STAIRWAYS One such known person who made it later in life was Albert Einstein, Nobel laureate, who worked as a government servant in the patents office in Germany. It was only later that he framed his general theory of relativity and special theory of relativity which established his position as the foremost scientist of his age, purely by the grace of Allah. There are several other instances of professionals such as Khorana, the geneticist, who made his mark some decades ago, in America. These big names did not do well in their board exams but they developed their ability later, and those toppers who were their batch mates remained unknown in their professional lives. This is not to decry the race for securing high marks in exams. Parents, teachers and others who are close to the students carry the load of expectations for their wards. They do not realize that a high cut-off percentage does not always bring in the trove of goodies for the students. What is required is developing their mental skills and grooming them to enter higher education with the requisite skills that will spell success in their professional careers. Most corporates have complained that the candidates they interviewed did not have the either the academic skills or the soft skills such as communication or emotional intelligence that would fit in their corporate structure. It may be that they are good in theory, but problem solving, strategizing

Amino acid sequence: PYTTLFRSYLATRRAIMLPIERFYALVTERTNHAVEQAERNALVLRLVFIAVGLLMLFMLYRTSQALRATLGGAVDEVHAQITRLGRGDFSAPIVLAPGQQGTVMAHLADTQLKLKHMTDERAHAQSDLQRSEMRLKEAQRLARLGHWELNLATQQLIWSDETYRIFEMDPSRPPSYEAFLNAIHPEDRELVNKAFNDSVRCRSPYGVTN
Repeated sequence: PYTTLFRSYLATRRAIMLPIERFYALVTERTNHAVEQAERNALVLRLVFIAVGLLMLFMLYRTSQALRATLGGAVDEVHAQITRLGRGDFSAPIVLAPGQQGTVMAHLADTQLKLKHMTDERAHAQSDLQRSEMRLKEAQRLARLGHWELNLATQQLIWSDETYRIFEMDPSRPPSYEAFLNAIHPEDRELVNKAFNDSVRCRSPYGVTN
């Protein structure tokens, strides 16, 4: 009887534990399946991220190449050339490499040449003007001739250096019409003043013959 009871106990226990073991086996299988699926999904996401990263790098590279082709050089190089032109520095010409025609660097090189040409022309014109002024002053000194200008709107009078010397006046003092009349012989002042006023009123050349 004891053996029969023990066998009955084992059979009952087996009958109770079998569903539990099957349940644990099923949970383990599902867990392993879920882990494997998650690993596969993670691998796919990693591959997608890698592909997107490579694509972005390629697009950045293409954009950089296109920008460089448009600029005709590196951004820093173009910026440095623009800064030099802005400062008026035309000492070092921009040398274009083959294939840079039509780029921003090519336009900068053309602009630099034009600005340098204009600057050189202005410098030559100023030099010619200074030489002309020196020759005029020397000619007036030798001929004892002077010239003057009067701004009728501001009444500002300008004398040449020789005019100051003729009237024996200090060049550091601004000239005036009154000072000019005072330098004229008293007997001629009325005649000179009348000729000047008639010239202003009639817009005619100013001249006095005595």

and linking up their academic ability with the goals of the organization were missing in most of the cases. One aspect of their professional standing is the ability they bring to the table. It means their ability to contribute meaningfully to the growth of the organization they are working for. This can be termed as the ability to match both short-term goals and long-term goals. Here we must make it clear that “The end does not always justify the means.� To match ends and means meaningfully requires moral caliber, sadly missing in a great proportion of the professionals, working for the corporate or public sector. This is because they do not have the moral intelligence to distinguish between ends and means. They may have high goals, for themselves, the organization or for the cultural or social groups they belong to. However, the means are equally important. Using underhand means to achieve high ends, however noble, do not qualify them to be men of character and moral fibre. Good ends must be justified by good means. For example if their company is facing tough competition in the market, they must not use unsavoury means to undercut and silence their opponents. In a democratic system, equal opportunities should be available to all to compete in the marketplace. If a soap manufacturing company of a